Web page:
This is an old article, but Wikipedia still has a link to it. Sorry about the lack of graphics, I failed the backup test. It also contains absolutely no analysis of the structure of the EVT file and focuses only on file system analysis.
More exact, we will answer: What happens to SecEvent.evt at a file system level when one uses WinZapper against your host?
Our analysis will focus on the disk blocks that contain the current, older versions, or records inside the log. It is our hope that if we can successfully delete records from the current Event Log, we will see remnants of the deleted entries in unallocated space on the drive thus providing the evidence that the entries once existed.
Yeah WinZapper is old, but still relevant.
First off, for comparison purposes we must get a clean image of the victim host. This means imaging the partition the OS sits on prior to using WinZapper. Our setup has Win2k on a large disk but only using a 4G partition. The remainder of the diskspace is an ext3 partition. Booting with a live linux distro in console mode allows us to dd the win partition to a file on the ext3 partition. Good for several uses; restoring the pristine partition after a test gets out of control or completed, examining the partition, comparing it to other images or snapshots in time. We shall refer to this image as clean.dd.
Next, we download WinZapper and copy the contents of the .zip file to our thumb drive. The host you are testing this on does have a USB port, right? We are not concentrating on locating the binary and accompanying .dll on the disk, rather we want to know its effects on the various .evt files and further identify some solid characteristics caused by the program's use.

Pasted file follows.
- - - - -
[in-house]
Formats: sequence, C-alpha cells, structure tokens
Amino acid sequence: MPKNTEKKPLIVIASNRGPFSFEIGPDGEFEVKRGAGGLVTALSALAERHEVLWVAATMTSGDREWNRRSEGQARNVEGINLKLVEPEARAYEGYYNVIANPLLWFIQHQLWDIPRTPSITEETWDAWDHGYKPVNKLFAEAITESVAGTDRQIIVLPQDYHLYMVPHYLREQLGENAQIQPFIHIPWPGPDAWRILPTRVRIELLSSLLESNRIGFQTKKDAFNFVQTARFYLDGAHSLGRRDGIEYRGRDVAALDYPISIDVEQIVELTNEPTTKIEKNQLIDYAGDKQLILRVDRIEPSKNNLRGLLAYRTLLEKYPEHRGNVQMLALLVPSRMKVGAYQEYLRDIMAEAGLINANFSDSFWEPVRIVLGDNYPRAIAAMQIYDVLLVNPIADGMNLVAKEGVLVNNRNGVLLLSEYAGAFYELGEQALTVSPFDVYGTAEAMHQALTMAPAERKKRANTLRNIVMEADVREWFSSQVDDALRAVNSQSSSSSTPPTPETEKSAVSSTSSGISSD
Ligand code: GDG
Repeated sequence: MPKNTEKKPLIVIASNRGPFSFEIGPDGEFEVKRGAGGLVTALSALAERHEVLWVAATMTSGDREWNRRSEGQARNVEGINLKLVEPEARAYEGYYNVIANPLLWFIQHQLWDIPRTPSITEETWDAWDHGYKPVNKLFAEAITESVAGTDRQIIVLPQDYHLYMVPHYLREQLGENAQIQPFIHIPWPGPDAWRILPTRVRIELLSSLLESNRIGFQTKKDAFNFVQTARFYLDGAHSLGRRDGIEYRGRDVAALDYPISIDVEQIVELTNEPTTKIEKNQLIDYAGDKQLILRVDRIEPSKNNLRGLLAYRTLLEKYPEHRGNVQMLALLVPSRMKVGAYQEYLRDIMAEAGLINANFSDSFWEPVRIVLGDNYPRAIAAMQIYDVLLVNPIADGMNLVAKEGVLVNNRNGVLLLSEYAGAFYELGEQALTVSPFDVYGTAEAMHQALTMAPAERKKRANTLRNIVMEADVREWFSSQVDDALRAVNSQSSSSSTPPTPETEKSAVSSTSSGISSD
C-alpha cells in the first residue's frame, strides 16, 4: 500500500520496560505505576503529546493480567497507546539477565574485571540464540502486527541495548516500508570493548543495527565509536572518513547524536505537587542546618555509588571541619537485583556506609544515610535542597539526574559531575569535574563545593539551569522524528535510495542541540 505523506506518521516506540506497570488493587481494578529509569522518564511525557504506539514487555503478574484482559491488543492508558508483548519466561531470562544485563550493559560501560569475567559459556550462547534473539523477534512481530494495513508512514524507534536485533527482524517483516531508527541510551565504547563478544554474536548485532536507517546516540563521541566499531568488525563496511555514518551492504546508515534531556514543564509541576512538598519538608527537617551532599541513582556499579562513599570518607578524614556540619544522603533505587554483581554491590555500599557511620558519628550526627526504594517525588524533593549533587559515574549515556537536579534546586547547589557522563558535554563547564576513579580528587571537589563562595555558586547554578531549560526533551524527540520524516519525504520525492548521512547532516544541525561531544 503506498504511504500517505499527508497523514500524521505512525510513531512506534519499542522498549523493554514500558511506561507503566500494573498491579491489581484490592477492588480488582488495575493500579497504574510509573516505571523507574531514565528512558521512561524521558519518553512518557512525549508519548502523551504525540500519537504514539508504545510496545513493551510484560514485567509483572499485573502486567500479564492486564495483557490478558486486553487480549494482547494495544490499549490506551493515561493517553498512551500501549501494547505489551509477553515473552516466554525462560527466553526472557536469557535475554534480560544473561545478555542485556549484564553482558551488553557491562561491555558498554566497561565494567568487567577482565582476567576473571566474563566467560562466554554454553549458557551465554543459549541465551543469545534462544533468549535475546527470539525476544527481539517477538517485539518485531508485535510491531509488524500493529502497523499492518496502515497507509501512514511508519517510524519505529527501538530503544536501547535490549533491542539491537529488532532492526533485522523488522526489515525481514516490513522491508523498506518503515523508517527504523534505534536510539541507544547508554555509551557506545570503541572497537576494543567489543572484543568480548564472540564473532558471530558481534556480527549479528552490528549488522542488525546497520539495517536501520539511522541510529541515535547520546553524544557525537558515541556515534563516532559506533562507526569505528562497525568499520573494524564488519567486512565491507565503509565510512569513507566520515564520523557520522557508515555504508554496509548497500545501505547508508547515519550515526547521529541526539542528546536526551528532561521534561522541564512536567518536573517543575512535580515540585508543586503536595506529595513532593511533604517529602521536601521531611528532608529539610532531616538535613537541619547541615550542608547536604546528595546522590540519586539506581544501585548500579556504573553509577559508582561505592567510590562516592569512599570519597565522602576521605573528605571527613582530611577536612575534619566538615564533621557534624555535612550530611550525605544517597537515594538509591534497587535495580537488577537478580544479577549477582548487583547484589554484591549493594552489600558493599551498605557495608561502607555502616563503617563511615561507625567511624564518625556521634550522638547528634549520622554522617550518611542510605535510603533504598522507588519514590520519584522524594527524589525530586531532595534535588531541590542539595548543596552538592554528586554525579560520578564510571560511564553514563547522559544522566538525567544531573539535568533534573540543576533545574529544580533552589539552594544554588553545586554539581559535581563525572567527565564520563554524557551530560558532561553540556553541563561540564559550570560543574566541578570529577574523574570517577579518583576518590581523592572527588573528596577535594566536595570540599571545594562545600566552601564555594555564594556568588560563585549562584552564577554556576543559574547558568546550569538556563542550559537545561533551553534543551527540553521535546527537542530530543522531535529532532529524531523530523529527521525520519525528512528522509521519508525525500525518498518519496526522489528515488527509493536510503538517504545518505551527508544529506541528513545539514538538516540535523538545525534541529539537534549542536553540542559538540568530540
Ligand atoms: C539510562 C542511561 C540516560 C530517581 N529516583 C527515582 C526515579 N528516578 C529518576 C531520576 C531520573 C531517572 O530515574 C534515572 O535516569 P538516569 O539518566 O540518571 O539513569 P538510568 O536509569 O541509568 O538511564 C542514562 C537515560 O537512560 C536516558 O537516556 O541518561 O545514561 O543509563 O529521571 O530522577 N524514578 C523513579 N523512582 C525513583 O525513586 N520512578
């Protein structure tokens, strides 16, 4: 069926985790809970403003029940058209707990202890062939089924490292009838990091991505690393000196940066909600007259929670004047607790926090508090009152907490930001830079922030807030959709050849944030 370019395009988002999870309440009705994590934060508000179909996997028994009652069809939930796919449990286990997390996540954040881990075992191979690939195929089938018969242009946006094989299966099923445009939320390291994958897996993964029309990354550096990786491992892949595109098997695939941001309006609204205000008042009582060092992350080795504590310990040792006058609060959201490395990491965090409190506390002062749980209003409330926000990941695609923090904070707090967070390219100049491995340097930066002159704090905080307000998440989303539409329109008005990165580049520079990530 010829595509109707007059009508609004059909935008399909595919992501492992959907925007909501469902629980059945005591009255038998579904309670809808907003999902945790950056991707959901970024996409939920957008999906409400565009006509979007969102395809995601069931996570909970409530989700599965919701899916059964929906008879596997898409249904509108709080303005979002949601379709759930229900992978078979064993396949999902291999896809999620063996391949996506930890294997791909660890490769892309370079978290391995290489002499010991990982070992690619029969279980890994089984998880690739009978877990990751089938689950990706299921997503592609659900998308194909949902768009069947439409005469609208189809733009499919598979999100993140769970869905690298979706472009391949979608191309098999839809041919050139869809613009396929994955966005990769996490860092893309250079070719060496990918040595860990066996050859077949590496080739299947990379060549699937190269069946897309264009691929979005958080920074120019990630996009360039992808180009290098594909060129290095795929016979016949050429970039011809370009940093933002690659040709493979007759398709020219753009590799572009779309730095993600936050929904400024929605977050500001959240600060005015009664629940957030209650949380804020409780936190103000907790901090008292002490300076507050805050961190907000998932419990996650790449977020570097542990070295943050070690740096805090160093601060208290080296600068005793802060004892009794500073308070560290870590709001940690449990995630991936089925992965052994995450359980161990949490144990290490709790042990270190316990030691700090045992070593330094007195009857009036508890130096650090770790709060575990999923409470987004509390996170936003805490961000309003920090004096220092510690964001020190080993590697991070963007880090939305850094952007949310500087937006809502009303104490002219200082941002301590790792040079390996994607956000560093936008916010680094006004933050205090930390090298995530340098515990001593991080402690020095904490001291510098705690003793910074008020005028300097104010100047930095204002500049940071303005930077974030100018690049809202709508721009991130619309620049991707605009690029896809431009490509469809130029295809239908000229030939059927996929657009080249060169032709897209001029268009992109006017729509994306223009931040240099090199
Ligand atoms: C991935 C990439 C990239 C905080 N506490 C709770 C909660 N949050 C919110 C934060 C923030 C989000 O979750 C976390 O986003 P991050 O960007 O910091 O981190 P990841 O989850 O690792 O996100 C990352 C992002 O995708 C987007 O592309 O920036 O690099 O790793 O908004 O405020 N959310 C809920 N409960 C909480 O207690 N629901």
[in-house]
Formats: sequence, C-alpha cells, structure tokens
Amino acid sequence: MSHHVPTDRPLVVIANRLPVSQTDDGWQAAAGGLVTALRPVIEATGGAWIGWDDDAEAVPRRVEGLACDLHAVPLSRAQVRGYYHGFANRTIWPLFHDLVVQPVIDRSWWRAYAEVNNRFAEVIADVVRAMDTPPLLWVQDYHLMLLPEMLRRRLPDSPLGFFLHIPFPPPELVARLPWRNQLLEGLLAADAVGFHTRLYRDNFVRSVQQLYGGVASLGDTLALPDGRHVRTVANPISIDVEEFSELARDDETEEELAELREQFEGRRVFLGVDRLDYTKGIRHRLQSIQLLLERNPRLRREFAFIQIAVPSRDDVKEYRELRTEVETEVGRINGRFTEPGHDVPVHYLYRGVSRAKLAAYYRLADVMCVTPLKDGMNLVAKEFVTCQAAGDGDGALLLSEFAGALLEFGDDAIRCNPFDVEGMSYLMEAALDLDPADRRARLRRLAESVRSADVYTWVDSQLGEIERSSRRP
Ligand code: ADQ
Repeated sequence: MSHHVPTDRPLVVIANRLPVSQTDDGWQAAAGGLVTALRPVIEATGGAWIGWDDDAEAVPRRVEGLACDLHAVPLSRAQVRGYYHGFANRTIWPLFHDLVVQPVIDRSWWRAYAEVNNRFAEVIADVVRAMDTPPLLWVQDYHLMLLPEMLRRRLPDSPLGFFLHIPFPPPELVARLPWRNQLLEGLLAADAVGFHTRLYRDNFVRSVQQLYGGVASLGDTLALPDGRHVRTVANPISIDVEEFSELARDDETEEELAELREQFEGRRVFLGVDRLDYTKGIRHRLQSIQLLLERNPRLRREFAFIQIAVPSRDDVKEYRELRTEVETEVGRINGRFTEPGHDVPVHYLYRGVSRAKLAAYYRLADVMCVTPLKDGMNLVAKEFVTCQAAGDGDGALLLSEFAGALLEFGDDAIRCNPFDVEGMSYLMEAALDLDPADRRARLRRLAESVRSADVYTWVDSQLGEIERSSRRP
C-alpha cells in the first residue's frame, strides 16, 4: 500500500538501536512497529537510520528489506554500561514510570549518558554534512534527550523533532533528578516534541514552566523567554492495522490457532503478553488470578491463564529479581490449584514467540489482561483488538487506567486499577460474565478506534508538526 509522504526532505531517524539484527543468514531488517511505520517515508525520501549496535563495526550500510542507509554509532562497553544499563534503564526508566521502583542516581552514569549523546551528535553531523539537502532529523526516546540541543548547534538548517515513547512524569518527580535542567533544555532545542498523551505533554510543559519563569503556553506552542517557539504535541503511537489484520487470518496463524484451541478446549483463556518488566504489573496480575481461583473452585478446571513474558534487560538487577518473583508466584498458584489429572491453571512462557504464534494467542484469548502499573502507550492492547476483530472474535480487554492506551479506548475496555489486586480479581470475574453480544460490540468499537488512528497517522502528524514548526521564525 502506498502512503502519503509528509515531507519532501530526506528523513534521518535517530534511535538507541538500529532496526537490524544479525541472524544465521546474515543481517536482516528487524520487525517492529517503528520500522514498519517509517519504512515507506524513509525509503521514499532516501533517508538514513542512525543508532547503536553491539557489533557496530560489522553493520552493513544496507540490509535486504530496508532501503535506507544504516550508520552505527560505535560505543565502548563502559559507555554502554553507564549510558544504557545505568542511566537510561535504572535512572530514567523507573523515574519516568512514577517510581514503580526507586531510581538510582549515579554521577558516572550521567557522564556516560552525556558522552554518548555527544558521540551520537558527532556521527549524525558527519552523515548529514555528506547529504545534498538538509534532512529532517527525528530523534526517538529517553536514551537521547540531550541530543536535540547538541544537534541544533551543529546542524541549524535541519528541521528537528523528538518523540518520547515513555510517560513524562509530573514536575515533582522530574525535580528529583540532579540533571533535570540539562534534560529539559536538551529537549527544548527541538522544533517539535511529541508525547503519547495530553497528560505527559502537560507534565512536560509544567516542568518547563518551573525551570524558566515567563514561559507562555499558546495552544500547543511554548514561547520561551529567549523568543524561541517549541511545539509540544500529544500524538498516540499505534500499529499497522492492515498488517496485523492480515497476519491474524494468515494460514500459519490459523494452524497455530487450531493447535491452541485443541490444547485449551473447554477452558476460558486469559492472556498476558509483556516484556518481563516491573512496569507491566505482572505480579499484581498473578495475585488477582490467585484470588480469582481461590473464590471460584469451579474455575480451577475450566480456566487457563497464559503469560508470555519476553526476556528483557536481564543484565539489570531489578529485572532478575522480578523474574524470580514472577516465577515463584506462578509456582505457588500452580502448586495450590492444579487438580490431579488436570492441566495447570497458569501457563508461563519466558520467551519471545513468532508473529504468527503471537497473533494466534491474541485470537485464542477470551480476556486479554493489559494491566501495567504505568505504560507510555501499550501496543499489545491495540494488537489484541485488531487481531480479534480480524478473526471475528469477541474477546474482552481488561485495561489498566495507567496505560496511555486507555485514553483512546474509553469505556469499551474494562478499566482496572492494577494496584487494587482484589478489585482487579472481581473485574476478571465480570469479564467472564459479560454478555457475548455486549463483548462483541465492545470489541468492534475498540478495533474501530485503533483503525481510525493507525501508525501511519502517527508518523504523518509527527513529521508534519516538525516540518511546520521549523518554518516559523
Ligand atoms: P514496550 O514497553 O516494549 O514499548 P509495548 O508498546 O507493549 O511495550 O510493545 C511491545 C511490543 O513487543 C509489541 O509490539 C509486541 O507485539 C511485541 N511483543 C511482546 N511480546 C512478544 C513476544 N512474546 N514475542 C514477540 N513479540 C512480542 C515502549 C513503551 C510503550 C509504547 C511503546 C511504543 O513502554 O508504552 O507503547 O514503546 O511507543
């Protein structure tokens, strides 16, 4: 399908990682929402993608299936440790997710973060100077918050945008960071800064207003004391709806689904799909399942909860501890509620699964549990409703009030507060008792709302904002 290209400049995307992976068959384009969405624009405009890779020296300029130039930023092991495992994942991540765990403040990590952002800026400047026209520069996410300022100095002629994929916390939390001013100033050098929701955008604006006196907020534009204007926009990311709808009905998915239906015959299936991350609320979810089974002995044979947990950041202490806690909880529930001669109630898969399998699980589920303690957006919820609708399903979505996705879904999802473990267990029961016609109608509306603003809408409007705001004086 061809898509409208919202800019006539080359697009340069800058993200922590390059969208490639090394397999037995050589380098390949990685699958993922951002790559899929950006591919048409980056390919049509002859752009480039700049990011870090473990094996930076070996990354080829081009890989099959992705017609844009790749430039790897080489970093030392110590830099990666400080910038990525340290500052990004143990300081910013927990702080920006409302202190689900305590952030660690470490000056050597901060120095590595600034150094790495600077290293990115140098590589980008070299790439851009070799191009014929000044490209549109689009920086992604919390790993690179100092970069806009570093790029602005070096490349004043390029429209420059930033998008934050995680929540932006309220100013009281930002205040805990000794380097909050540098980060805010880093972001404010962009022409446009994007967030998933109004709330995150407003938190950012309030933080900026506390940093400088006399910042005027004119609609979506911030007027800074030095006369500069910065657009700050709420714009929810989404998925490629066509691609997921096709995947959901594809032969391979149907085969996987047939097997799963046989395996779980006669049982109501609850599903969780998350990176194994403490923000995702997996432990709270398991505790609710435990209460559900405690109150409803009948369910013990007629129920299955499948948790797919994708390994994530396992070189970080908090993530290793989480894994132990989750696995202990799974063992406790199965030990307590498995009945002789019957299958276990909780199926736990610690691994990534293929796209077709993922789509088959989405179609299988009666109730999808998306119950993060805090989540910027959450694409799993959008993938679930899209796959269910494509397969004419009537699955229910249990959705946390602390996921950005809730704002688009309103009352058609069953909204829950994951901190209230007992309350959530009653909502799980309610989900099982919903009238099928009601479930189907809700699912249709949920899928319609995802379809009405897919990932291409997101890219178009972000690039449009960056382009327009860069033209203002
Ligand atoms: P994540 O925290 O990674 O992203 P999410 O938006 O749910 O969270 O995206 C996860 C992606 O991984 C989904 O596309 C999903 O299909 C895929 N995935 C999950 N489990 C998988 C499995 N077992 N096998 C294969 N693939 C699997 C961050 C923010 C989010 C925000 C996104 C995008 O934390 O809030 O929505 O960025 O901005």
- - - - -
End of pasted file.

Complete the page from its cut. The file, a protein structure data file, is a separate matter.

Log in to the target with an account that has Administrator
privileges, or use your own favorite technique to gain admin or better
execution context. Plug in the thumb drive, and execute winzapper.exe.
The next task is to select the entries to delete. Here, we will pick
all of a certain date. Feb 16, 2007 to be specific. Clicking on "Delete
events and Exit" gets us the exit warning:
So we comply as asked. Completely shutdown, and log in again. We
check the Event Logs. Well, we are met with a the warning below.
After we click OK, we are told by Event Viewer that it is unable to
read the contents of the System Log. Hmmm.. Checking the Security log
shows that we have successfully cleared all events from our specified
day. The Application Log is intact and shows events including events
from the 16th.
Now, we will shut down the machine and take our second image. Imaging can be done with any bootable disk that contains dd or dcfldd, or other utility that lets you make a block-level copy of the target partition.
Using fls on both images to get the complete file listing and redirecting the output to a text file makes comparison a bit easier. We then grep through the output for case insensitive search of \.evt because we know that this is the extension of the in-tact files. Two clear things are noticable when comparing the results from each fls output. One, we now see an all lowercase secevent.evt log that does not match the case of the others (AppEvent.Evt and SysEvent.Evt) and inode numbering is a bit off. We can assume that all three event log files were created around the same time, so their inode numbers should probably be close. This is seen in the clean fls output, not the post-winzapper output. Checking the inode number that is used for SecEvent.Evt in the clean image on the post-zapped image, we now see a file called dummy.dat residing there. Recovering this file with icat shows that it is an event log and does contain the contents of the Security Event log prior to winzapper usage.
Looking at our images with:
Since we did not use the -p switch to fls to show us the full path,
we see + characters to symbolize the depth in the directory tree the
files sit. Of interest above is the difference in inode numbers for
SecEvent.Evt (2724) and secevent.evt (6514). We can search through the
win2k_1.fls_all file for 6514 and see that it did not exist in the
first image. We also search through win2k_2.fls_all for 2724 and find
Further, we can compare outputs of istat for more information and pull the contents of the data blocks that the inodes point to:
For readability, we convert the .raw results to hex like so:
Some systems may have hd available which is really 'hexdump -C' in shorthand. We can then use something like sdiff to see the file differences side by side.